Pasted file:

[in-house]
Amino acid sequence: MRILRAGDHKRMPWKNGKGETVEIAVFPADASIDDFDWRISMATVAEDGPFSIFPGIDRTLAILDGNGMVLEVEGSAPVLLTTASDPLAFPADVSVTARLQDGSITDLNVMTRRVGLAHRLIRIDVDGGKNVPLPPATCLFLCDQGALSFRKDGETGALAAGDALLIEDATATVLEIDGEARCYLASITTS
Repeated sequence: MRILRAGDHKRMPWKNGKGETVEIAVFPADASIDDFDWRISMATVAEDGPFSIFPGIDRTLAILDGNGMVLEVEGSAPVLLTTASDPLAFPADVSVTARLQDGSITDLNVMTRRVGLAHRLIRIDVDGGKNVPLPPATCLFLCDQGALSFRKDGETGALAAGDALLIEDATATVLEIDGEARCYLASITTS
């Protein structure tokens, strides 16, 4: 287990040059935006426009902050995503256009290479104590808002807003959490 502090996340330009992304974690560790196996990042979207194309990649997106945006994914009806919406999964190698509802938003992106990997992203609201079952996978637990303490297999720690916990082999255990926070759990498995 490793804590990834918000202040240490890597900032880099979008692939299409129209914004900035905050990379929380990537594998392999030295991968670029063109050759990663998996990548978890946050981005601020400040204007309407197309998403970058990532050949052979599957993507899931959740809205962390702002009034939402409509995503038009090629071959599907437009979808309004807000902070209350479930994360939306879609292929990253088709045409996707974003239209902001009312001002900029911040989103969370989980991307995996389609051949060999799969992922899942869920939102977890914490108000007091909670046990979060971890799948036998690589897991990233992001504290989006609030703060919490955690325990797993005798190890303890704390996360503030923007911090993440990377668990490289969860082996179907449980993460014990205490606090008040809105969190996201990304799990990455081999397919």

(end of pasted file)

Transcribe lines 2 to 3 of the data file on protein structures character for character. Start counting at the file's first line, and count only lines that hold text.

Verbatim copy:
Amino acid sequence: MRILRAGDHKRMPWKNGKGETVEIAVFPADASIDDFDWRISMATVAEDGPFSIFPGIDRTLAILDGNGMVLEVEGSAPVLLTTASDPLAFPADVSVTARLQDGSITDLNVMTRRVGLAHRLIRIDVDGGKNVPLPPATCLFLCDQGALSFRKDGETGALAAGDALLIEDATATVLEIDGEARCYLASITTS
Repeated sequence: MRILRAGDHKRMPWKNGKGETVEIAVFPADASIDDFDWRISMATVAEDGPFSIFPGIDRTLAILDGNGMVLEVEGSAPVLLTTASDPLAFPADVSVTARLQDGSITDLNVMTRRVGLAHRLIRIDVDGGKNVPLPPATCLFLCDQGALSFRKDGETGALAAGDALLIEDATATVLEIDGEARCYLASITTS